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By David Bianculli and David Bianculli,Special to The Sun | August 22, 1994
The good news is, tonight's Monday monotony is broken somewhat by a two-episode helping of "The X-Files." The bad news is, both episodes are repeats -- as are most of the other worthwhile offerings on TV tonight.* "The X-Files." (8 p.m.-10 p.m., WBFF, Channel 45) -- Two good episodes are recycled tonight, giving this Friday-night Fox fixture a Monday-night berth. In the first episode, there's a mystery surrounding the space-shuttle program; in the second, a case of possible personality projection regarding a suddenly sinister young girl.
FEATURES
By Steve McKerrow | April 27, 1992
ON AND OFF THE AIR:* With the first California execution in 25 years in the headlines just last week (of convicted double murderer Robert Alton Harris), NBC has an unusually timely made-for-television movie tonight."In the Shadow of a Killer" stars Scott Bakula ("Quantum Leap") as a policeman who opposes capital punishment. And his moral stance brings him into conflict with fellow officers when he apprehends a suspect in the murder of another police officer.Of course, things get mixed up when Bakula's character also becomes the apparent target of a mob contract.
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By Steve McKerrow | May 15, 1992
ON AND OFF THE AIR:* Maryland Public Television tonight begins airing "The Business Owners," a seven-week series of half-hour programs focusing on successful black business owners. The series previously aired on some other PBS stations, and it was produced by Gloria Borland Media Inc. of Washington.First up tonight (at 7:30) is a profile of Baltimore's Raymond Haysbert, chief executive officer of the Parks Sausage Co.The grandson of slaves, he was born in Cincinnati and his first job was as a junk dealer.
NEWS
By ED BARK and ED BARK,THE DALLAS MORNING NEWS | January 22, 2006
CBS has a long and rich history of comedic leading ladies. Lucille Ball, Carol Burnett and Mary Tyler Moore are TV Hall of Famers on the strength of shows bearing their names. Bea Arthur (Maude) and Candice Bergen (Murphy Brown) had long-running CBS hits driven by their title characters. Lately, though, women have been in the passenger seats on CBS' few remaining sitcoms. King of Queens and Still Standing are built around tubby Dads, How I Met Your Mother is male-centric and the title of Two and a Half Men speaks for itself.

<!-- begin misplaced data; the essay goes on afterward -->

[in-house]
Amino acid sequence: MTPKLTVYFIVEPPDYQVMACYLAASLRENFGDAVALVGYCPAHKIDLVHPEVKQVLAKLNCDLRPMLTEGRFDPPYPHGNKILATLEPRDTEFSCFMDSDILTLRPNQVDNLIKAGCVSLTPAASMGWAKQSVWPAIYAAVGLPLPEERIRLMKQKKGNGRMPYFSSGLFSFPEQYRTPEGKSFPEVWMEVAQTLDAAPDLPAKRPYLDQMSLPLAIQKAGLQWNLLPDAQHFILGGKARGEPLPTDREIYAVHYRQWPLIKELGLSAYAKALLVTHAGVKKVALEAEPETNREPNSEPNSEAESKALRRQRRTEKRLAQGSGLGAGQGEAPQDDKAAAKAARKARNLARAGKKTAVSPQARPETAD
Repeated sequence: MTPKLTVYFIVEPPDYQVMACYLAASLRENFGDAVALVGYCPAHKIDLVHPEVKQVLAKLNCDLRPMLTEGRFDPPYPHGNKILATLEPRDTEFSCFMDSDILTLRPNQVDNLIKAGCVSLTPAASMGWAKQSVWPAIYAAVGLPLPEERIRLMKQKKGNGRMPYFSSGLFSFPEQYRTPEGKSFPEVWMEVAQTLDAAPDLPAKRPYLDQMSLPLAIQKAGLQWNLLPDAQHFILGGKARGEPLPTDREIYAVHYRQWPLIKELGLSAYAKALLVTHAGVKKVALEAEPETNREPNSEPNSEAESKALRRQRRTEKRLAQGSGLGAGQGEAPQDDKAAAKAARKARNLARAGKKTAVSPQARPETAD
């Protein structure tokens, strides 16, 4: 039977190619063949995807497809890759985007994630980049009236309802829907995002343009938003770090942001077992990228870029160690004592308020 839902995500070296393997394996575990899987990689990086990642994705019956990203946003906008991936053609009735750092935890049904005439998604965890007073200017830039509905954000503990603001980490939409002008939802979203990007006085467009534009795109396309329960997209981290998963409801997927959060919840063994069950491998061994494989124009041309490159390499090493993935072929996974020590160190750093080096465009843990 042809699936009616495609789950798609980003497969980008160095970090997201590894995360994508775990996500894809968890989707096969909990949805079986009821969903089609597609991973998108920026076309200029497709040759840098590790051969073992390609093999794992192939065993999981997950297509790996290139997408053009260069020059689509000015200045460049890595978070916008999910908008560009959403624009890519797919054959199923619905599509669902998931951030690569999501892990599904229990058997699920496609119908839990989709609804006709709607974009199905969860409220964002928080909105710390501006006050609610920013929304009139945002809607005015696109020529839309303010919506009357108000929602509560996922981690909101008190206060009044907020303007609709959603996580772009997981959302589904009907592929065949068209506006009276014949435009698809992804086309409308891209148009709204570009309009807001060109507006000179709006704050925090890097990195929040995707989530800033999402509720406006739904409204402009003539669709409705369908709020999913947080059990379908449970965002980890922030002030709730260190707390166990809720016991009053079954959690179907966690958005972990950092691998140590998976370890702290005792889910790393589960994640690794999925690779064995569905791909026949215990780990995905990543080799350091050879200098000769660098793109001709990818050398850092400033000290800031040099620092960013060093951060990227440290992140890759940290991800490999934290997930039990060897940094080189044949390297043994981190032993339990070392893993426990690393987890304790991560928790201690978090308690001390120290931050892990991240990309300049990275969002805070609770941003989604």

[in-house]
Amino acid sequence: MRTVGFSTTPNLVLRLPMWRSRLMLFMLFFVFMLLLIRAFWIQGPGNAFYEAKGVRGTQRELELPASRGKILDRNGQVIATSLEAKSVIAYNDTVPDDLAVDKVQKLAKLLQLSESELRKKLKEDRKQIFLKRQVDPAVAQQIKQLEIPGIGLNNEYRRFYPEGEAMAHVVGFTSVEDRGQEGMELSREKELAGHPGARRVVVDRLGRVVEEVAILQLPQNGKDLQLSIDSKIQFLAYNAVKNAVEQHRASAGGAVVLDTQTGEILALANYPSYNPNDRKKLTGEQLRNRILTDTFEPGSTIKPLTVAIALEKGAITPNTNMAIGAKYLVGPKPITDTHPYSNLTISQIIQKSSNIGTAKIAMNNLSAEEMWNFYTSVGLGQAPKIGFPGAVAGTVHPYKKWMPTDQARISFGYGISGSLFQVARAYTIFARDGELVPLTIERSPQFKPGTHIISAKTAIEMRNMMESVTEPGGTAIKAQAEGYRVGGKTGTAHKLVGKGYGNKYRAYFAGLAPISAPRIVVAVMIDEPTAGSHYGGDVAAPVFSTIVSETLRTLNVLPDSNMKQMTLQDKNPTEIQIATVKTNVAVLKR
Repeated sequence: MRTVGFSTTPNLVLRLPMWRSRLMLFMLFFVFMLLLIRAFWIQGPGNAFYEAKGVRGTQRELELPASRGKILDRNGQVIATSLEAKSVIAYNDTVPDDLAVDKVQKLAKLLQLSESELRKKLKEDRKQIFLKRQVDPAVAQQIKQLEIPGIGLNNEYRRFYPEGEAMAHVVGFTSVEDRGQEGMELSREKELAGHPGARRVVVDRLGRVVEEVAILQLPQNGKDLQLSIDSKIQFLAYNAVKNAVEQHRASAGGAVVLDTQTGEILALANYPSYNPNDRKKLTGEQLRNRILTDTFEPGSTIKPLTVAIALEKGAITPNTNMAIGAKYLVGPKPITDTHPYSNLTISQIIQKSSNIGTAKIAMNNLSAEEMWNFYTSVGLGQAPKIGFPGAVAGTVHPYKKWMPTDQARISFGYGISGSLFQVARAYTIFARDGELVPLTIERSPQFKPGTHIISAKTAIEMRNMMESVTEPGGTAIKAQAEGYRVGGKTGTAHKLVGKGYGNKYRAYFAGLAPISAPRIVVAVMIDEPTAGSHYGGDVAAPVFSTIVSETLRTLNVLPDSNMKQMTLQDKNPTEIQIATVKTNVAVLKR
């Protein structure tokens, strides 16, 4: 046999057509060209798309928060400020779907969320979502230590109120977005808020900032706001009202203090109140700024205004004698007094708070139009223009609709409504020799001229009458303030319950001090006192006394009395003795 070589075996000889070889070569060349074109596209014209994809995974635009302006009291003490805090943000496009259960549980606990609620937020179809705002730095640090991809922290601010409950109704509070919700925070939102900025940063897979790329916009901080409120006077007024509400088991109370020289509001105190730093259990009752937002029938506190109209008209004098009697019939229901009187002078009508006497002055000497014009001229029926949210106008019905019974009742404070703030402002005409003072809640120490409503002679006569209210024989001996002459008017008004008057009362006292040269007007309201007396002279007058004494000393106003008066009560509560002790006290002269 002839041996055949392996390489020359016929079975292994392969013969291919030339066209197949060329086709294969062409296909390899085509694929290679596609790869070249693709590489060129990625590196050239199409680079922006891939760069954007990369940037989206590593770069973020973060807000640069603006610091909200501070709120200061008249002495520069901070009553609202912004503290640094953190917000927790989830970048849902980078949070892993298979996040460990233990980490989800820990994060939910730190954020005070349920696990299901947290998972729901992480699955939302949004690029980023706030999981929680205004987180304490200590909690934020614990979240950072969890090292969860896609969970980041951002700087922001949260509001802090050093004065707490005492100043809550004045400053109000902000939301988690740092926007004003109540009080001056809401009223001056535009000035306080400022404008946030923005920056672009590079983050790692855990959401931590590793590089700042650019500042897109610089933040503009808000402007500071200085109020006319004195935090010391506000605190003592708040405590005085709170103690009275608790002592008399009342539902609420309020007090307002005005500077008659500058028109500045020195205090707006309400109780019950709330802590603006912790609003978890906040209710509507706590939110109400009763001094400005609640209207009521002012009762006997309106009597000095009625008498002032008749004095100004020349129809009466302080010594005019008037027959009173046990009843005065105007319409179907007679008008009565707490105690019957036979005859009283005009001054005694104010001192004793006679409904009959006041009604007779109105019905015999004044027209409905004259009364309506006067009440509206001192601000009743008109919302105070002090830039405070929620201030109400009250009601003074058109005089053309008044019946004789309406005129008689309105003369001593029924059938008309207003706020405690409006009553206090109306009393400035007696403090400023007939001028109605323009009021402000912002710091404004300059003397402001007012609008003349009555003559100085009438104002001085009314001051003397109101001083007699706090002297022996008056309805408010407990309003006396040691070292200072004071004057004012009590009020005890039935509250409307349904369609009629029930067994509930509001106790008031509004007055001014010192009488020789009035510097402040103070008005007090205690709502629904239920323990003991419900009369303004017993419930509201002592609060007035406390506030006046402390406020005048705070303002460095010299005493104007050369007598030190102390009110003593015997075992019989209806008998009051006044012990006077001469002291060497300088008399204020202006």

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By KNIGHT RIDDER/TRIBUNE | July 11, 2002
PASADENA, Calif. - Candice Bergen, whose Murphy Brown character was attacked by Dan Quayle during the 1992 election campaign, responded to Quayle's recent remarks in support of the family values he perceived in MTV's The Osbournes. "That Dan," Bergen said, shaking her head and smiling. "You just can't predict him." Bergen is at the summer 2002 Television Critics Association press tour this week talking about her new Oxygen cable series Candice Checks It Out, which launches Aug. 18. A follow-up to her previous Oxygen series, Exhale, this new effort has Bergen spending time with people whom, for one reason or another, she finds compelling.
FEATURES
By Chris Kaltenbach and Chris Kaltenbach,SUN FILM CRITIC | December 22, 2000
Poor Gracie Hart. She's spent her life trying to be one of the boys, learning to swear, drink and fight like the brother you wish you'd had around for protection. Now, as an FBI agent, she gets to put all that training to good use. And the undercover assignment the bureau figures she's perfect for? Beauty pageant contestant. Sandra Bullock gets to try her hand at slapstick in "Miss Congeniality," a lightweight and generally amusing farce that skewers the world of both beauty shows and those who ridicule them.
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By David Zurawik and David Zurawik,SUN TELEVISION CRITIC | October 1, 1997
Come on, you didn't really think the new job at the White House that Murphy Brown (Candice Bergen) accepted at the end of last season was going to work out, did you?Of course not. But who would have thought she'd last less than an hour with the Clintons and have to come crawling back to "FYI" and executive producer Kay Carter-Shepley (Lily Tomlin)?"So what happened, Murph? Was it something you stole, something you spilled or something you said?" Frank (Joe Regalbuto) asks her gleefully."Wow, the trifecta," he shouts in response to Murphy's uncharacteristic silence.